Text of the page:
It was a particularly timely day to meet Peter Studdert, the director in charge of the Cambridgeshire growth areas. As many office teams wound down for the Christmas break, South Cambridgeshire District Council planners were taking delivery of the huge application for the Northstowe new settlement proposal.
Studdert talks enthusiastically about the scale of the 9,500-home project, pointing out the key features on a large wall map in his office. After just three months in the job he is starting to develop his role, which has been specially created to lead negotiations on growth between South Cambridgeshire, Cambridge City Council and Cambridgeshire County Council.
Around 20,000 homes are to be built in the sub-region over the next 20 to 25 years, mainly though extensions east and south of Cambridge that will expand the urban area by around 50 per cent. This massive growth agenda requires someone to pull together the various strategies of the three authorities.
Studdert's appointment also follows the setting up of joint development control committees to determine major planning applications. He says the structure is already working well. "Although there are some policy differences, the quality of joint working over the past ten years has been good. The committees just take that process one step further," he argues.
The first applications to go before the committee will be for the 4,000-home southern extension around Trumpington, which will be considered late next month. "This will be the first real test of how it works," Studdert acknowledges.
Having spent the past three years as director for sustainable communities at Cambridgeshire Horizons, Studdert brings local knowledge as well as an experienced eye to the job. But what he is most enjoying is being back on the front line. "I'm in a position to negotiate on masterplans with more clout than I had previously and I can make sure that the strategies that I have been working on are embedded in emerging plans," he explains.
While there is a still a vast amount of work to be done before anything gets off the ground, much of the policy underpinning the growth plans is already in place. South Cambridgeshire was the first local authority to win approval for its core strategy and has swiftly followed this up with a series of area action plans. The most recent covers Cambridge East, the area's biggest urban extension, comprising 12,000 homes.
Studdert admits to concern that Cambridge authorities will see more growth pressure piled on top of their already ambitious agenda. The East of England regional spatial strategy includes a requirement for a further 4,000 houses. "We need to concentrate efforts on the growth already planned rather than fending off unsustainable schemes coming forward in response to half-baked regional decisions," he insists.
For the time being, the Northstowe application (Planning, 4 January, p3) and its "vast" section 106 agreement will take up the bulk of Studdert's time. Given that the scheme has been touted as a prototype eco-town, he is determined to push developers Gallagher and English Partnerships on sustainable energy.
"I hope that we will be able to fix up something like a combined heat and power scheme from the start rather than just relying on microgeneration, which can be done anywhere. Building a town from scratch does present certain advantages for basic infrastructure," he says.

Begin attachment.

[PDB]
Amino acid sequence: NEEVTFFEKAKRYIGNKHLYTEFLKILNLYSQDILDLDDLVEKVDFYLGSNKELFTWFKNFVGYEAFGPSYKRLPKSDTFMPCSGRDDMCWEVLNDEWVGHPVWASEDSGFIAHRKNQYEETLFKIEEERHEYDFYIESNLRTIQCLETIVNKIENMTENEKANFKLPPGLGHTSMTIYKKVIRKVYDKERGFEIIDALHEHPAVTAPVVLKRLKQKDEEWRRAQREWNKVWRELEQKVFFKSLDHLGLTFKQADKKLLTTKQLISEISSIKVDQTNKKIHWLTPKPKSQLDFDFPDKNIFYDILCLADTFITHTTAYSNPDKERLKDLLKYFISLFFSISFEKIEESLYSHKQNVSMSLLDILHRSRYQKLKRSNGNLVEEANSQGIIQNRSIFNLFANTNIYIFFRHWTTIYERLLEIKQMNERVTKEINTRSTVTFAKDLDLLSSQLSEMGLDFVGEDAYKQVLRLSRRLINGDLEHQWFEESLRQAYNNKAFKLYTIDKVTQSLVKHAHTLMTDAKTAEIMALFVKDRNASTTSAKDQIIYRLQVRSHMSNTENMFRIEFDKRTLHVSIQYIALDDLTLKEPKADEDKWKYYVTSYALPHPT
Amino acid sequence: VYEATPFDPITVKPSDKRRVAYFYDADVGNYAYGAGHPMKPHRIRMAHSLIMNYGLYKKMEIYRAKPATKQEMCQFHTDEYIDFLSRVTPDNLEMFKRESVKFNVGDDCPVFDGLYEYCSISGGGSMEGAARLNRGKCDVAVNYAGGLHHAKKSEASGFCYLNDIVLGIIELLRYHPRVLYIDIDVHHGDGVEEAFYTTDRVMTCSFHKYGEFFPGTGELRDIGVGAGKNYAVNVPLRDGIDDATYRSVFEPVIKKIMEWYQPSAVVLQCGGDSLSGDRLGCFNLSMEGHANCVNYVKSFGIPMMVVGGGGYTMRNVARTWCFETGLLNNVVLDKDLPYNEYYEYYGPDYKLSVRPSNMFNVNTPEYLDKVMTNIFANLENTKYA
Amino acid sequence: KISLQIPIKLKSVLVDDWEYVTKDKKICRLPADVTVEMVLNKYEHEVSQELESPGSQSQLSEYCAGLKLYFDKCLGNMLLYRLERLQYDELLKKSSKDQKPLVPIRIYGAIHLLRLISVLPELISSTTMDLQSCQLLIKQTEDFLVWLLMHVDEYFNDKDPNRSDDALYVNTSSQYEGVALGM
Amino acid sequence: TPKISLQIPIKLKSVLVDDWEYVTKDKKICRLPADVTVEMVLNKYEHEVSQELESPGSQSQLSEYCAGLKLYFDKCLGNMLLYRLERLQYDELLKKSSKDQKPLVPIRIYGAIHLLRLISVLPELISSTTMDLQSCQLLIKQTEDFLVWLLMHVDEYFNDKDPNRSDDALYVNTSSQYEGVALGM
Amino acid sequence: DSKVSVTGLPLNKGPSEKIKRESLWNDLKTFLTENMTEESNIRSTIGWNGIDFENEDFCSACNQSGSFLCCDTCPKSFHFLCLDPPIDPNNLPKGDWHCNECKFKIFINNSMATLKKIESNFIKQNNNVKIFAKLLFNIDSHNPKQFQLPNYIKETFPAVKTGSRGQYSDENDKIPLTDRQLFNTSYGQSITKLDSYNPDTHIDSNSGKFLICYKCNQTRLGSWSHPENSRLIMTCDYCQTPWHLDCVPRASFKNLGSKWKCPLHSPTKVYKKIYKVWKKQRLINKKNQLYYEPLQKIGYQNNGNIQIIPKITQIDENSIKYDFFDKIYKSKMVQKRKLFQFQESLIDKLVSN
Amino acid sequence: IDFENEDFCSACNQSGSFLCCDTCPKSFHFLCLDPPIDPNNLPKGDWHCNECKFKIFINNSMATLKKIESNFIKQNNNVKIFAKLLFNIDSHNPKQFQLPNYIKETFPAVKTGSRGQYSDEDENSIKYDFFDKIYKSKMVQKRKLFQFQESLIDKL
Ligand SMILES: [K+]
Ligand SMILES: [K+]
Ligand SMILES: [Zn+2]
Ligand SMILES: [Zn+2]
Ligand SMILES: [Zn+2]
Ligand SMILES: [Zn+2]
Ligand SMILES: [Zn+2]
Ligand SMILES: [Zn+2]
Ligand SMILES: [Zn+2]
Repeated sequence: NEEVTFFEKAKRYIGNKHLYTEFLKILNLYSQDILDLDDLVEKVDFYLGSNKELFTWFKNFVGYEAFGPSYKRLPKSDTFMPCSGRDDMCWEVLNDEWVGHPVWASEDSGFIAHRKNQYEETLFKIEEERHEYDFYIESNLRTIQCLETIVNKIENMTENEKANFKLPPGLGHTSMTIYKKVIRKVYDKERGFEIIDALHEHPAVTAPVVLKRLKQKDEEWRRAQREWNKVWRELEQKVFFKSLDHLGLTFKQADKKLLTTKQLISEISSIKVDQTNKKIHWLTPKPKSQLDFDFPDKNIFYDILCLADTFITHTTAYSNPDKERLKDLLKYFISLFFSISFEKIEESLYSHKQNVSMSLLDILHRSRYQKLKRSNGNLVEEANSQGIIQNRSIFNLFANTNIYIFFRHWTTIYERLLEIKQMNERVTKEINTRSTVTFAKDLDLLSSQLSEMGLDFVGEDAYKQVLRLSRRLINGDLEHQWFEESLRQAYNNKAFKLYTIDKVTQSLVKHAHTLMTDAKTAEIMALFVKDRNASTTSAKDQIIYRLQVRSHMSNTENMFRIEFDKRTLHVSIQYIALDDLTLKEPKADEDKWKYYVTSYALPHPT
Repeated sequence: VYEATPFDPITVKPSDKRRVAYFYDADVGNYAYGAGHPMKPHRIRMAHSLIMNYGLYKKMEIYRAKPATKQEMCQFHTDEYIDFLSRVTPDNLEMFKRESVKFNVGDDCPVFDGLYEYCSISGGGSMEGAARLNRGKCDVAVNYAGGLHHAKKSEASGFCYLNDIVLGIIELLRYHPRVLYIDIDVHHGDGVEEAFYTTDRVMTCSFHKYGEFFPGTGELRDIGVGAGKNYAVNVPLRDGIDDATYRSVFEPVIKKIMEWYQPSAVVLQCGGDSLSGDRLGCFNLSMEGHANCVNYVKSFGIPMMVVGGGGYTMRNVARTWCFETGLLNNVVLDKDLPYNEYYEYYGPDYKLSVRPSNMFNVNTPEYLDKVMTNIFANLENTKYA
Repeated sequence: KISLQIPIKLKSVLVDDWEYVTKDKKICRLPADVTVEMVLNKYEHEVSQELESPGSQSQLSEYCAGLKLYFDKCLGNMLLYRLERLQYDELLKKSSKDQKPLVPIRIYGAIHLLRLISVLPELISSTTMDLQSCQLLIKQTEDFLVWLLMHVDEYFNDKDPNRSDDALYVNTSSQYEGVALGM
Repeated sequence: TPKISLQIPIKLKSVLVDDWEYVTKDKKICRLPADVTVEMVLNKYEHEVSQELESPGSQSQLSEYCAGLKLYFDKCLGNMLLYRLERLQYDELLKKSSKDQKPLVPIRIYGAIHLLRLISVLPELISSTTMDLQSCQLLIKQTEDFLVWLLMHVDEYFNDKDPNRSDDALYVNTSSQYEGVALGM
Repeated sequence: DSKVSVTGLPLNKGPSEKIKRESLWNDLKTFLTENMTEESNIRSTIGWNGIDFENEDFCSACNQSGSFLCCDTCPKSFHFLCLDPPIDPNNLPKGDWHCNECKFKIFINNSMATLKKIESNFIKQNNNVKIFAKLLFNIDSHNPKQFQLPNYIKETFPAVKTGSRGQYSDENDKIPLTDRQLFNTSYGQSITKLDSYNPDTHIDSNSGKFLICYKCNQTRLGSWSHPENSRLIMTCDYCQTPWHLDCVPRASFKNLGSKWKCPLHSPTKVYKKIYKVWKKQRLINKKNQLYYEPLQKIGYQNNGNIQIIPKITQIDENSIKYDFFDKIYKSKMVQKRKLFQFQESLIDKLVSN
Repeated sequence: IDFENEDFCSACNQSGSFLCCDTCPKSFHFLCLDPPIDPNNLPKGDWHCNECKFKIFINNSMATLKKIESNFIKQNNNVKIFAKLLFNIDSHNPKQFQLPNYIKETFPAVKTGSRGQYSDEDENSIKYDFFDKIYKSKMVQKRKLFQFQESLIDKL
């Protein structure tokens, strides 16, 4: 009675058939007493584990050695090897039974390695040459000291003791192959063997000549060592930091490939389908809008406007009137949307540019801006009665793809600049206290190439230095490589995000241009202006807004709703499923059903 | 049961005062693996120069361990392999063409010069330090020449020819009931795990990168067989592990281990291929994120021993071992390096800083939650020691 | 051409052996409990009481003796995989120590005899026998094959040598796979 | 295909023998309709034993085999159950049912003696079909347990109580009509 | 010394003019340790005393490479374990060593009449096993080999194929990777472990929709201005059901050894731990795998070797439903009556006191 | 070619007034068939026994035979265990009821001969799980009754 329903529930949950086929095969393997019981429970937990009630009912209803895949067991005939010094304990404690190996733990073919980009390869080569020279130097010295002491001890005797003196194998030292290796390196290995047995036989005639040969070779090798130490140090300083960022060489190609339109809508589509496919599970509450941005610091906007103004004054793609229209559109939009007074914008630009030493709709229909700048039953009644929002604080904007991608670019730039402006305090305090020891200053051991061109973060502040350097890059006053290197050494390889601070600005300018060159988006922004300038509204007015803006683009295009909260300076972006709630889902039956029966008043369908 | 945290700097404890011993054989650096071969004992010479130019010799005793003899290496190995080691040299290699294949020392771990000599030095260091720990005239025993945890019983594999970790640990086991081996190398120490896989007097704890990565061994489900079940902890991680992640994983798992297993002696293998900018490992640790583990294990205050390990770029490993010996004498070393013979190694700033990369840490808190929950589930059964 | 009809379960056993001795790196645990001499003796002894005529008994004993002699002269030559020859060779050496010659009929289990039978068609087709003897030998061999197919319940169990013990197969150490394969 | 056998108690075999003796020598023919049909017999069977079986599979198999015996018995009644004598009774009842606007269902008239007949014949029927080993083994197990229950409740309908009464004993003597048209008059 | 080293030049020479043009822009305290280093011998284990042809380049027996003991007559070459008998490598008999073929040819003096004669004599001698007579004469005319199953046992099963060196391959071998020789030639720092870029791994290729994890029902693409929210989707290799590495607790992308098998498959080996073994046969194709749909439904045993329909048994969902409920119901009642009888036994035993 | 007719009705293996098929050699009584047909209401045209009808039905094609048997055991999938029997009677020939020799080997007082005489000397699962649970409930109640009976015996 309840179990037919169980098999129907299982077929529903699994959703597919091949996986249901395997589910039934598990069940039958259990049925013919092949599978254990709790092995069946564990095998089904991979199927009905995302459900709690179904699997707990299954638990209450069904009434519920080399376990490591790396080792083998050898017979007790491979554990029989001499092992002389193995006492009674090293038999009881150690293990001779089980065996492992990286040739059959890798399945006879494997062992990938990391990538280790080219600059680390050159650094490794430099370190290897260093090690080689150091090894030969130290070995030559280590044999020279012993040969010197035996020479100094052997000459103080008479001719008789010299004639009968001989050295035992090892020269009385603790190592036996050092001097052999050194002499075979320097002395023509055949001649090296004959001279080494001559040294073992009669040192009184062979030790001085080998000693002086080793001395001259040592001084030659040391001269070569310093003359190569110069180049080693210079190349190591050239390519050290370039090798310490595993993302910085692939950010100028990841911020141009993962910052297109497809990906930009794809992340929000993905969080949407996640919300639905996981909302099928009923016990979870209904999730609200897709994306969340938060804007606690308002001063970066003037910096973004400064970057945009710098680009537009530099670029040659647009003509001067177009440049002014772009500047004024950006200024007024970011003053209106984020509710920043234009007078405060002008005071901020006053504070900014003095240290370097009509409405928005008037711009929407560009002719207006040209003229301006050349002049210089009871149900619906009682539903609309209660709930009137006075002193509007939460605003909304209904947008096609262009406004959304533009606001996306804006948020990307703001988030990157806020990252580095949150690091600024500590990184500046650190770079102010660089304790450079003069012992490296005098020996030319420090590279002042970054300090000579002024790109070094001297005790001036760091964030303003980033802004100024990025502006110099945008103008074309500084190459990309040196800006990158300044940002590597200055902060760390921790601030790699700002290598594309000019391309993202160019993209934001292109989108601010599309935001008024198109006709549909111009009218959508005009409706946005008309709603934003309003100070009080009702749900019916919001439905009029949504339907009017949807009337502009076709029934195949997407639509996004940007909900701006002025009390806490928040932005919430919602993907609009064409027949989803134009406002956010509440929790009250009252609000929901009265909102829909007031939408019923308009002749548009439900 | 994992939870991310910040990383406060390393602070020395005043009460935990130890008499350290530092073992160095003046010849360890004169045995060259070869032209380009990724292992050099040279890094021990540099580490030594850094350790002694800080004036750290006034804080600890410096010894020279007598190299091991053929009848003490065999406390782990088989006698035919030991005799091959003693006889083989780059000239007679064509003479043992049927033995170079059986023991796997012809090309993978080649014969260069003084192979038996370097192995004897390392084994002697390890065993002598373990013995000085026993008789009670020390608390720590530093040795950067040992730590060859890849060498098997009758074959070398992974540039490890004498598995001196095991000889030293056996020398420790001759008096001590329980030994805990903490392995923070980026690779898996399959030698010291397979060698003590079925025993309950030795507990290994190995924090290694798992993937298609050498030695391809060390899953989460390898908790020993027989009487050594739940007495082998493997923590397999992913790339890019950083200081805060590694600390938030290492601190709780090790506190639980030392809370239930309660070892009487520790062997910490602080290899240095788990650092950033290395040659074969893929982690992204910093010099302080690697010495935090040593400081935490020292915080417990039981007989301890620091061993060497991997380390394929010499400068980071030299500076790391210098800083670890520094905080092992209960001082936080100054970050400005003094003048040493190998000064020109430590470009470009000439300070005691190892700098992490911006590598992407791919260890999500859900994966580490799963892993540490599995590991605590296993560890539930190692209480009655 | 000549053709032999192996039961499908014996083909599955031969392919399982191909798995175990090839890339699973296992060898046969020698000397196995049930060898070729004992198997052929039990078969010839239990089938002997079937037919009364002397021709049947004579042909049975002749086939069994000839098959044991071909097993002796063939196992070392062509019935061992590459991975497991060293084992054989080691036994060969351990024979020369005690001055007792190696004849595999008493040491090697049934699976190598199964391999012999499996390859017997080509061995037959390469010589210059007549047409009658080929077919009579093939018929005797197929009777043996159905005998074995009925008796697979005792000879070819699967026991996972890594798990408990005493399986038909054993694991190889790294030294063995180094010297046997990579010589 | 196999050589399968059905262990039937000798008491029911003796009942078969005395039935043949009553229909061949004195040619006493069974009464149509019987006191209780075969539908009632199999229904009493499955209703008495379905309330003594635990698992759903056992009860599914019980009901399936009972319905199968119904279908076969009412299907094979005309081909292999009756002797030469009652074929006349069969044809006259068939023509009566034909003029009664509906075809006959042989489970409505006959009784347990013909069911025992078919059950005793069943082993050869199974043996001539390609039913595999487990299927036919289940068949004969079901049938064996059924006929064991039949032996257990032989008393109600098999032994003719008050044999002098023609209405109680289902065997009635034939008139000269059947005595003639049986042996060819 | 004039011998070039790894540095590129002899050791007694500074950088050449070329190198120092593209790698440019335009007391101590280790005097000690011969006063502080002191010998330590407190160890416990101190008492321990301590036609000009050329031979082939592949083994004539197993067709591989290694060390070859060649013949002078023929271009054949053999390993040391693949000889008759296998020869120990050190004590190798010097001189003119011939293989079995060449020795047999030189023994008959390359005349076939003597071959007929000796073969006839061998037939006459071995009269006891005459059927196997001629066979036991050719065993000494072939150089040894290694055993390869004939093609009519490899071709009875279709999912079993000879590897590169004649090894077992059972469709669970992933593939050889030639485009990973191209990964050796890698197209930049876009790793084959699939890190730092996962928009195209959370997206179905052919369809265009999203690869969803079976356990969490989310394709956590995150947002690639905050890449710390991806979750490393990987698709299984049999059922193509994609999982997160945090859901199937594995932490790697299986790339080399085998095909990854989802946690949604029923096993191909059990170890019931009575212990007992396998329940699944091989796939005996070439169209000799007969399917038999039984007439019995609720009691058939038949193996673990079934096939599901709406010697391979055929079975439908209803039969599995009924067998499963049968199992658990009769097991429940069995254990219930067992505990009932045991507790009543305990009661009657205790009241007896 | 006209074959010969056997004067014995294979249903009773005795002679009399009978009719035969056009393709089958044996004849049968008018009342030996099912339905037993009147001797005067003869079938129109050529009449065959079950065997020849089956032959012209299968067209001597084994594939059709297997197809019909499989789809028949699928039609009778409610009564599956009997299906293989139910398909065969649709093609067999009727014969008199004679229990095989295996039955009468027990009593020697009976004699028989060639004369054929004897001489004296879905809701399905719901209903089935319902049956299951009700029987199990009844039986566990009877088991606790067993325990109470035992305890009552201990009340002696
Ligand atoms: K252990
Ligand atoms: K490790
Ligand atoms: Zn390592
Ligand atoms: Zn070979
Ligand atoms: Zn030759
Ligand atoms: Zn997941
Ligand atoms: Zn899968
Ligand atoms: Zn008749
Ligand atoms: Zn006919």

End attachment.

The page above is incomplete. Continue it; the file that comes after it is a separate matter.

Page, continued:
Although Studdert holds a senior position, he is relieved to be spared from having to manage a large department. "I can devote myself to negotiations and provide an auth- oritative drive to move things forward," he declares. He has a direct line to the district and city's major development teams.
One of his greatest preoccupations is recruiting urban designers. He is currently trying to set up a joint urban design team that will sit between the three authorities. "There are still a few urban designers around who haven't either been snapped up by the Olympic Delivery Authority or are working for the private sector. If we can form a consultancy-style team then I hope that we can attract some young people to train up," he reveals.
This commitment to design stems from his own background. Studdert started out in architecture but was quickly drawn into planning after an encounter with former Newcastle City Council leader T Dan Smith, who inspired him with his ideas for the city. "I thought this was exciting stuff, powerful local politicians who have a vision for their area. I've been interested in this part of planning from that day."
Planners must keep their eye on achieving good development rather than getting bogged down in the process, he believes. Much of his role is about understanding the political territory. "Politicians are not just rubber-stamping something at the end of the process. They need to engage all along," he maintains. "That's why I find this job interesting because I have three sets of politicians to relate to with quite different cultures. The higher up you get in public sector planning the more important political skills are."
Studdert feels lucky to have landed this influential position. "My aim is to create a positive vision for Cambridge's growth in spite of planning bureaucracy and hand that on to inspire other generations to come through," he concludes.
Family: Married with three children
Education: BA in architectural studies and bachelor of architecture, University of Newcastle-upon-Tyne; diploma in town planning, Polytechnic of Central London
Interests: Theatre, music and Carlisle United Football Club
2007: Director of joint planning, Cambridge growth areas and Northstowe
2004: Director for sustainable communities, Cambridgeshire Horizons
1991: Director of planning rising to director of environment and planning, Cambridge City Council
1984: Principal planning officer rising to chief planner for urban design, London Borough of Tower Hamlets
1978: Senior planning officer, London Borough of Islington.